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Posts Tagged ‘James Whitmire’

Modern SF and fantasy films tend to get judged largely on the strength of their special effects, rather than the quality of scripting, direction, or performance. Perhaps I should modify that to say that bad special effects are more likely to torpedo a modern SFF movie than other shortfall in the production.
Technology progresses with time, of course, and one consequence of improvements in this field is that it can be tempting to dismiss older films on the grounds that they have ‘bad effects’, even when the effects in question were state of the art at the time. If you think about it, this means that every SFF film has gradually somehow got worse with the passage of time, without materially changing at all. Possibly it’s a result of being a Doctor Who fan of three decades’ standing, but dubious special effects have never troubled me unduly, anyway – it’s the quality of the scripting and other creative factors that usually determines whether or not I like a film.

I say all this now because – well, it’s something which is relevant to any look at old SF movies, and it somehow seems particularly pertinent to Gordon Douglas’ 1954 movie Them! – not that Them! has especially bad effects-work, but it takes an approach to them very rarely used in movies, especially today.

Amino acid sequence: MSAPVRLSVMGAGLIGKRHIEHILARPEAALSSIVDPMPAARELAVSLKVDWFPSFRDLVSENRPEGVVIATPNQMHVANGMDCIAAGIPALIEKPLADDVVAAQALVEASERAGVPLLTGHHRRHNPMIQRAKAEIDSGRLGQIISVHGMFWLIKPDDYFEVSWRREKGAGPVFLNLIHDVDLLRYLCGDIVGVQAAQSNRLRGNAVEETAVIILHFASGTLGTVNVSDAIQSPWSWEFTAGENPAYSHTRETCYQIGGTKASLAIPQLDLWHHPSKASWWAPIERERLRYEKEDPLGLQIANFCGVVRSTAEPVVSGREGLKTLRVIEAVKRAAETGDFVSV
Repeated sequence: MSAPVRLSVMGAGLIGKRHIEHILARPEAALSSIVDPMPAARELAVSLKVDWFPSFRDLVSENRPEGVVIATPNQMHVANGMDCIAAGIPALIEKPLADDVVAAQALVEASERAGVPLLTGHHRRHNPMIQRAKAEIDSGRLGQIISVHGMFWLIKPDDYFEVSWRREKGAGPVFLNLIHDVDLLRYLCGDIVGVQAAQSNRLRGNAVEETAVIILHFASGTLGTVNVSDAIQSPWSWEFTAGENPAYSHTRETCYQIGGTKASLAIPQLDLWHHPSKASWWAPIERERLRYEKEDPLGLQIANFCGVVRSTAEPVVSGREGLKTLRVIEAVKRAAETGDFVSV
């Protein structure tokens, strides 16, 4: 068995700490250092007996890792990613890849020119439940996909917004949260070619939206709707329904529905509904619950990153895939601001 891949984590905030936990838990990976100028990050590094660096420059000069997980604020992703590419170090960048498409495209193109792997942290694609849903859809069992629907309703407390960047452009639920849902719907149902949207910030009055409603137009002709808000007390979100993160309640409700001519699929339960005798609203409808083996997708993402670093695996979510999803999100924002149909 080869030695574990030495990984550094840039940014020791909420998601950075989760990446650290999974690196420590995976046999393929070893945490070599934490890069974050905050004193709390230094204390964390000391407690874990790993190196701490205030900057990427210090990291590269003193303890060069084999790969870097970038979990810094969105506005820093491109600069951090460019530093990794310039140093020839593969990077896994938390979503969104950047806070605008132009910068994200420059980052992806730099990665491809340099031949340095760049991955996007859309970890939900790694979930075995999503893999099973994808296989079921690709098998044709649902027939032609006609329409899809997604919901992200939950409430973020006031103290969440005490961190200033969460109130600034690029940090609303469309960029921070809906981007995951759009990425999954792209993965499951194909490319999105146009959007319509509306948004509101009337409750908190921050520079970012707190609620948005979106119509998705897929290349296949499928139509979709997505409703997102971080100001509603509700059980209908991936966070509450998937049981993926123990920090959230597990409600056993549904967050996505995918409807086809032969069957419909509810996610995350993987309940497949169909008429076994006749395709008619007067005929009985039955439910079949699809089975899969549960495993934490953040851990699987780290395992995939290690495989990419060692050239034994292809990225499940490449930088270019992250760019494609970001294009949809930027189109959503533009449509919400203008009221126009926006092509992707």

Anyway – New Mexico, 1954, and strange events pile up upon one another, out in the desert. A little girl is found wandering, almost catatonic with shock; a mobile home is found ripped apart, its inhabitants missing; a local store is similarly destroyed and the proprietor savagely killed, along with a local cop investigating the scene. Police sergeant Ben Peterson (James Whitmore) is baffled, as is FBI man Robert Graham (James Arness), who’s also on the case. However, an odd footprint found on one of the crime scenes attracts the attention of Washington boffin Harold Medford (Edmund Gwenn) and his daughter (Joan Weldon) – she’s also a boffin, but mostly a decorative one.

Medford has a terrible suspicion about what is actually happening, and his worst fears are soon confirmed – lingering radiation from the first atom bomb tests in 1945 has caused the local wildlife to mutate, and the desert is now home to voracious nine-foot-long ants. If the menace can’t be contained, and quickly, all of civilisation may be in danger – or, as Medford himself puts it, striking the semi-obligatory note of religious doominess, ‘We may be witnesses to a Biblical prophecy come true – ‘And there shall be destruction and darkness come upon creation and the beasts shall reign over the earth.”

There’s a nice story about the making of Them!, which has producer David Weisbart phoning up Gordon Douglas to see how things were going. Not bad, Douglas replied. ‘But does the movie look honest?’ Weisbart asked. ‘About as honest as a movie about nine-foot ants can look,’ Douglas is reported to have replied.